The seminar introduces students to different aspects of this “big data revolution”. It comprises theoretical sessions in which discuss the implications such as the societal and scientific opportunities and challenges of new forms of data and methods (from social media, communications platforms, Internet of Things devices, sensors/wearables, and mobile phones, digitized old data records, machine learning). In addition, it comprises lab sessions in which we learn – hands-on – how such new forms of data can be captured, curated, and analyzed using computational methods. Students apply what they have learned in their own projects.  

    Course requirements & assessment

    • Participation
    • Weekly reading and preparation of materials and exercises
    • (Individual) Presentation of the planned term paper towards the end of the term
    • Written term paper (graded)
    Schedule
    Seminar
    16.02.22 - 01.06.22 Tuesday 15:30 - 17:15 A 102 in B6, 23-25
    MET: Computational Text Analysis
    6 ECTS
    Lecturer(s)
    Course Type: elective course
    Course Number: MET
    Credits: 6
    Course Content

    Quantitative Text Analysis and Natural Language Processing are rapidly becoming staple tools in social science.  The field is advancing rapidly, as new methods from computer science are spilling over and find application in traditional questions of political science, communication and sociology.

    This course gives an in-depth introduction to the core principles of text analysis, with a focus on the application of state of the art techniques in machine learning to individual research projects. Participants should be proficient in R, Python will be taught along the way.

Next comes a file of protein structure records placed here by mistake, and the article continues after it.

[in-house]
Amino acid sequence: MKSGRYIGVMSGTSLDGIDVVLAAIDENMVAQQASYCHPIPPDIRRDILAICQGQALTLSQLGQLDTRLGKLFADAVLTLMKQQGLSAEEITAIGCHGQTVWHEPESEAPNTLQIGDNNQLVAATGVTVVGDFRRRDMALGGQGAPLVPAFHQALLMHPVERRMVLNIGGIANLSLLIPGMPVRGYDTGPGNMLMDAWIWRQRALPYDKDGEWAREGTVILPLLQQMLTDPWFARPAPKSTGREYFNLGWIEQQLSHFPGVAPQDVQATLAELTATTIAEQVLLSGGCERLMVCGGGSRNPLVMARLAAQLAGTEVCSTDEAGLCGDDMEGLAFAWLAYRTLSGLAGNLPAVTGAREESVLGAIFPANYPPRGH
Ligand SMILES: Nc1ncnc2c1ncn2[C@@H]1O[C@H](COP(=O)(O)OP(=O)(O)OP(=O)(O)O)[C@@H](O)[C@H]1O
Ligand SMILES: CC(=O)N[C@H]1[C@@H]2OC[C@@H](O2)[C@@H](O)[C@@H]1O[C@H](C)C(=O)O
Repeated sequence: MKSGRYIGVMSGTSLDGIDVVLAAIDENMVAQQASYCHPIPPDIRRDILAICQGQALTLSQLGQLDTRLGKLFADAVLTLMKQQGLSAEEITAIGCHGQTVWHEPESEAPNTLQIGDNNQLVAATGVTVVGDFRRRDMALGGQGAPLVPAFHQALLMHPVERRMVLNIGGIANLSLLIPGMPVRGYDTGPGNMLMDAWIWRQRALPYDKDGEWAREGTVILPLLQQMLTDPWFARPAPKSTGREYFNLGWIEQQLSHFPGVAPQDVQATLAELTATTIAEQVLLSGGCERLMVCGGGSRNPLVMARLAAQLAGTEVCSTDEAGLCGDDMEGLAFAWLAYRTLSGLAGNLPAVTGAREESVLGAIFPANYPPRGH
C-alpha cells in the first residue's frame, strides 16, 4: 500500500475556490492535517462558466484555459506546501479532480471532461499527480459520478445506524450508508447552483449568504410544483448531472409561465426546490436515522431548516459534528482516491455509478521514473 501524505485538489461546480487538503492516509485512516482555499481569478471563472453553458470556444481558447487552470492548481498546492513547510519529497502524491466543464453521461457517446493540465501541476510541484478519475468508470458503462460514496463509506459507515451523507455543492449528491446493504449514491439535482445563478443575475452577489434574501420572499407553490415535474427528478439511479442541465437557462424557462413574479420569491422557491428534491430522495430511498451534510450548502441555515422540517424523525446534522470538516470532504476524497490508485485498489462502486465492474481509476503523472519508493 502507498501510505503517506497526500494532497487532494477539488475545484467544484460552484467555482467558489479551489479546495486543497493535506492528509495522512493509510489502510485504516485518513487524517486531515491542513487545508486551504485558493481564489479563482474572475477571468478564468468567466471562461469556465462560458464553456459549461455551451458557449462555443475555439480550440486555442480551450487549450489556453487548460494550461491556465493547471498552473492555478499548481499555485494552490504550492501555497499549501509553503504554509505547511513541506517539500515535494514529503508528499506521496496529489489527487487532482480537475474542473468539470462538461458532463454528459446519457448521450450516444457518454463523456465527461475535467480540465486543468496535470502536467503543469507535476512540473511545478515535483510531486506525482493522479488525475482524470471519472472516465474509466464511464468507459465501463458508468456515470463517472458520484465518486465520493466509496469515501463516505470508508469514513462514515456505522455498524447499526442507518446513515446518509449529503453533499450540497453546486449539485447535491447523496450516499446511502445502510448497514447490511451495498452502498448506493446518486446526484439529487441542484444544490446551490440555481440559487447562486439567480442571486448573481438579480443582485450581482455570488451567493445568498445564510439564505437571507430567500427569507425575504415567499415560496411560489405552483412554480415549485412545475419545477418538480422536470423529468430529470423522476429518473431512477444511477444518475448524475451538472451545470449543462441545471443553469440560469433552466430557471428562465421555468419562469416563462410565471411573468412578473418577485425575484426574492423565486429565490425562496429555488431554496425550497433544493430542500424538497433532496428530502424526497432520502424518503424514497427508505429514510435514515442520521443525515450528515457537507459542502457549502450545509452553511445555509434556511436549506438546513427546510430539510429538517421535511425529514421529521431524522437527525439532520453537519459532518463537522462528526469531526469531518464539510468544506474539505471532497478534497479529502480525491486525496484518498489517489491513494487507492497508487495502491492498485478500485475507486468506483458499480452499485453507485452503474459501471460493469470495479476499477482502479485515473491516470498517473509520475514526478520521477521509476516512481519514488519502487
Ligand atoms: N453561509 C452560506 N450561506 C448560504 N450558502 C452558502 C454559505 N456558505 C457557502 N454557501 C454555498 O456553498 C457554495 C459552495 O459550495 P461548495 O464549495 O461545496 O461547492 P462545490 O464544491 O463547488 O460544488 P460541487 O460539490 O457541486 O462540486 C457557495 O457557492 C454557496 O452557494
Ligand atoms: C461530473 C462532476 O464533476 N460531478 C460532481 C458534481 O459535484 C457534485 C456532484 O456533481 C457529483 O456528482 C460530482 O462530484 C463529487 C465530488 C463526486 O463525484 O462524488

Course requirements & assessment

    Coursework (2 coding tasks and 1 final paper graded) can be handed in relating to data relevant to individual research questions.

    Schedule
    Seminar
    biweekly 25.02.22 - 03.06.22 Friday 13:45 - 17:00 tbc
    MET: Experimental Designs in the Social Sciences
    6 ECTS
    Lecturer(s)
    Course Type: elective course
    Course Number: MET
    Credits: 6
    Course Content

    Experimental research designs are called the silver bullet or ‘Königsweg’ for causal identification. In recent years, the growing interest in causal identification and mechanism testing made experimental designs a regular empirical research tool in the social sciences – most recently in political science and sociology. This seminar shall give a broad overview of the range of experimental methods such as survey, field, lab-in-the-field, and laboratory experiments. We will discuss classical and recent work, including shortcomings and best practices like transparency (open science) and ethical considerations in experimental research methods. In addition, students will learn to think critically about different (experimental) research designs and design their own experiment to answer a research question they have developed. 

    Course requirements & assement

    Weekly preparation of two discussion-questions, one presentation (allocated text(s), discussion preparation), active participation in seminar, presentation of the Exposé of the seminar paper (graded (incl. peer-feedback)), research design seminar paper (graded)

    Schedule
    Seminar
    17.02.22 - 02.06.22 Thursday 15:30 - 17:00 A 102 in B6, 23-25
    MET: Longitudinal Data Analysis (Lecture + Tutorial)
    6+3 ECTS
    Lecturer(s)
    Course Type: elective course
    Course Number: MET
    Credits: 6+3
    Course Content

    Lecture

    The course provides a broad overview over methods of longitudinal data analysis, with a focus on the analysis of panel data. Compared to cross-sectional data, panel data can allow to improve causal inference. The first objective of this course is to understand why and under which conditions this is the case. In the next step, we will discuss a variety of different modeling approaches to panel data (fixed effects, random effects, first difference) and learn how to decide between these models.